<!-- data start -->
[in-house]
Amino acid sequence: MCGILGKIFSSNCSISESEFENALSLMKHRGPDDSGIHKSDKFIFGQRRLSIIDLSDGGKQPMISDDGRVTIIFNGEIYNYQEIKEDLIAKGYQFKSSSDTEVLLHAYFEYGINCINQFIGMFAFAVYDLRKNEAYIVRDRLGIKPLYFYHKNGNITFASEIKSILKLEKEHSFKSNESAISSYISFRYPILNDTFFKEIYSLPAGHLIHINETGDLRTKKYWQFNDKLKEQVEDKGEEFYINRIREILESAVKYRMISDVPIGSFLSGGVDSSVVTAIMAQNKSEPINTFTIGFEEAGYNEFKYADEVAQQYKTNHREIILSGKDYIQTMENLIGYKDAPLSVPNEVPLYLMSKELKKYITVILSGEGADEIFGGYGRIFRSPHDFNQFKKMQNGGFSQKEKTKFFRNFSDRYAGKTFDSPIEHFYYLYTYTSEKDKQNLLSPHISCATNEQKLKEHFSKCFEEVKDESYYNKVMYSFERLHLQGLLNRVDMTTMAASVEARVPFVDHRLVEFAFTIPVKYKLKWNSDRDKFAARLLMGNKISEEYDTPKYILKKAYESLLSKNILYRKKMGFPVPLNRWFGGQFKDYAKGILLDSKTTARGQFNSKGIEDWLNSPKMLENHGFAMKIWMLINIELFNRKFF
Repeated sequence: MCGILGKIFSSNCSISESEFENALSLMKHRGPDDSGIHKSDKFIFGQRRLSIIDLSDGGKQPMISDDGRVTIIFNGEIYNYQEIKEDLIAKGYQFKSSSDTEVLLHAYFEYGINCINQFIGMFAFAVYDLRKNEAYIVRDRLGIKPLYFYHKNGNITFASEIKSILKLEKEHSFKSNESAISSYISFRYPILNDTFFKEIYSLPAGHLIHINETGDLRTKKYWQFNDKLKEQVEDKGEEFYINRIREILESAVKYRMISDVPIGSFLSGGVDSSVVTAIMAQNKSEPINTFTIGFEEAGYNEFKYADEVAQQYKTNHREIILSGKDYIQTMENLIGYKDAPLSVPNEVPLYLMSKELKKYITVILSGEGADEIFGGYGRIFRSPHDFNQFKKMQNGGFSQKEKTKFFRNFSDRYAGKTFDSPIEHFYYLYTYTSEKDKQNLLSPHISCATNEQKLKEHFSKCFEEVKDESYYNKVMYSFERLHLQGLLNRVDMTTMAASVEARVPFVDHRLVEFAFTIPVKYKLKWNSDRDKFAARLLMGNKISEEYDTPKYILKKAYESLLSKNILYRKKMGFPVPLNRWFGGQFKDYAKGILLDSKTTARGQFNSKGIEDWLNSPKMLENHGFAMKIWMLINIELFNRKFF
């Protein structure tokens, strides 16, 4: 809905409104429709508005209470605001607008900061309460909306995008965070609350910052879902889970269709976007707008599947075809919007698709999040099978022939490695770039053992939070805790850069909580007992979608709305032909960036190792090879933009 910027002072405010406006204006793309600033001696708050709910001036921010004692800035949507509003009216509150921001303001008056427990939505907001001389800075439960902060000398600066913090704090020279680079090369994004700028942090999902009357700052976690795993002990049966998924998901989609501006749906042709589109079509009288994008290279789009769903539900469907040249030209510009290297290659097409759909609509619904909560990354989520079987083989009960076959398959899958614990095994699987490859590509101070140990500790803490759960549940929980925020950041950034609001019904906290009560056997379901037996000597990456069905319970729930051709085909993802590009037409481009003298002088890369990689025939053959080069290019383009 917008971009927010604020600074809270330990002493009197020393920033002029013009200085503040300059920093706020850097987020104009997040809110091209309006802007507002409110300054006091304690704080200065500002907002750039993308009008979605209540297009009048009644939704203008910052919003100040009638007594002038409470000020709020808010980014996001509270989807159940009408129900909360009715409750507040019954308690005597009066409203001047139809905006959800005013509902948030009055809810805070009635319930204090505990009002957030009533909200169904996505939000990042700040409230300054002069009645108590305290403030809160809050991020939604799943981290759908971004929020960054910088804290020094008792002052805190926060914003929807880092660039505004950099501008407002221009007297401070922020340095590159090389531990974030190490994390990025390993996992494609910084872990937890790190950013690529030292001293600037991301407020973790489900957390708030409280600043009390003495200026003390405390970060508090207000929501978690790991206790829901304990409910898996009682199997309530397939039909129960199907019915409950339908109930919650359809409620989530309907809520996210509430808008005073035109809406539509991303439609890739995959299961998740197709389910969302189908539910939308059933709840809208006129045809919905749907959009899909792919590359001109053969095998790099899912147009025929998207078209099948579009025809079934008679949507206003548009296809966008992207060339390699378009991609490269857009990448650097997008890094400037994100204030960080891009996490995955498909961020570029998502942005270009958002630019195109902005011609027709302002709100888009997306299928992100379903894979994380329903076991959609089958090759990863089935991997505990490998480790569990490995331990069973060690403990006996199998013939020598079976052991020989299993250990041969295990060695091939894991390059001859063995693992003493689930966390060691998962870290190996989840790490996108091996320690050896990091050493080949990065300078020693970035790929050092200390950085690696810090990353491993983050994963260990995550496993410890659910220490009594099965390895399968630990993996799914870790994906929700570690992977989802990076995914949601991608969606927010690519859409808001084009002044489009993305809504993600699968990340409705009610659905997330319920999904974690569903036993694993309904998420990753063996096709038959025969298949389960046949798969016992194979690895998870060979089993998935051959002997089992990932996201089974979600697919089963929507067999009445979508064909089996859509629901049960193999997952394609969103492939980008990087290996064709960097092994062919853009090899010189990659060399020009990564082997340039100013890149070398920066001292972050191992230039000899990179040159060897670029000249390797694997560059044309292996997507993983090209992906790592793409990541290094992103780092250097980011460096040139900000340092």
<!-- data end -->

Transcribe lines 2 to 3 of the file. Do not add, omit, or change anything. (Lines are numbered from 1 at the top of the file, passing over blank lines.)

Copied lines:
Amino acid sequence: MCGILGKIFSSNCSISESEFENALSLMKHRGPDDSGIHKSDKFIFGQRRLSIIDLSDGGKQPMISDDGRVTIIFNGEIYNYQEIKEDLIAKGYQFKSSSDTEVLLHAYFEYGINCINQFIGMFAFAVYDLRKNEAYIVRDRLGIKPLYFYHKNGNITFASEIKSILKLEKEHSFKSNESAISSYISFRYPILNDTFFKEIYSLPAGHLIHINETGDLRTKKYWQFNDKLKEQVEDKGEEFYINRIREILESAVKYRMISDVPIGSFLSGGVDSSVVTAIMAQNKSEPINTFTIGFEEAGYNEFKYADEVAQQYKTNHREIILSGKDYIQTMENLIGYKDAPLSVPNEVPLYLMSKELKKYITVILSGEGADEIFGGYGRIFRSPHDFNQFKKMQNGGFSQKEKTKFFRNFSDRYAGKTFDSPIEHFYYLYTYTSEKDKQNLLSPHISCATNEQKLKEHFSKCFEEVKDESYYNKVMYSFERLHLQGLLNRVDMTTMAASVEARVPFVDHRLVEFAFTIPVKYKLKWNSDRDKFAARLLMGNKISEEYDTPKYILKKAYESLLSKNILYRKKMGFPVPLNRWFGGQFKDYAKGILLDSKTTARGQFNSKGIEDWLNSPKMLENHGFAMKIWMLINIELFNRKFF
Repeated sequence: MCGILGKIFSSNCSISESEFENALSLMKHRGPDDSGIHKSDKFIFGQRRLSIIDLSDGGKQPMISDDGRVTIIFNGEIYNYQEIKEDLIAKGYQFKSSSDTEVLLHAYFEYGINCINQFIGMFAFAVYDLRKNEAYIVRDRLGIKPLYFYHKNGNITFASEIKSILKLEKEHSFKSNESAISSYISFRYPILNDTFFKEIYSLPAGHLIHINETGDLRTKKYWQFNDKLKEQVEDKGEEFYINRIREILESAVKYRMISDVPIGSFLSGGVDSSVVTAIMAQNKSEPINTFTIGFEEAGYNEFKYADEVAQQYKTNHREIILSGKDYIQTMENLIGYKDAPLSVPNEVPLYLMSKELKKYITVILSGEGADEIFGGYGRIFRSPHDFNQFKKMQNGGFSQKEKTKFFRNFSDRYAGKTFDSPIEHFYYLYTYTSEKDKQNLLSPHISCATNEQKLKEHFSKCFEEVKDESYYNKVMYSFERLHLQGLLNRVDMTTMAASVEARVPFVDHRLVEFAFTIPVKYKLKWNSDRDKFAARLLMGNKISEEYDTPKYILKKAYESLLSKNILYRKKMGFPVPLNRWFGGQFKDYAKGILLDSKTTARGQFNSKGIEDWLNSPKMLENHGFAMKIWMLINIELFNRKFF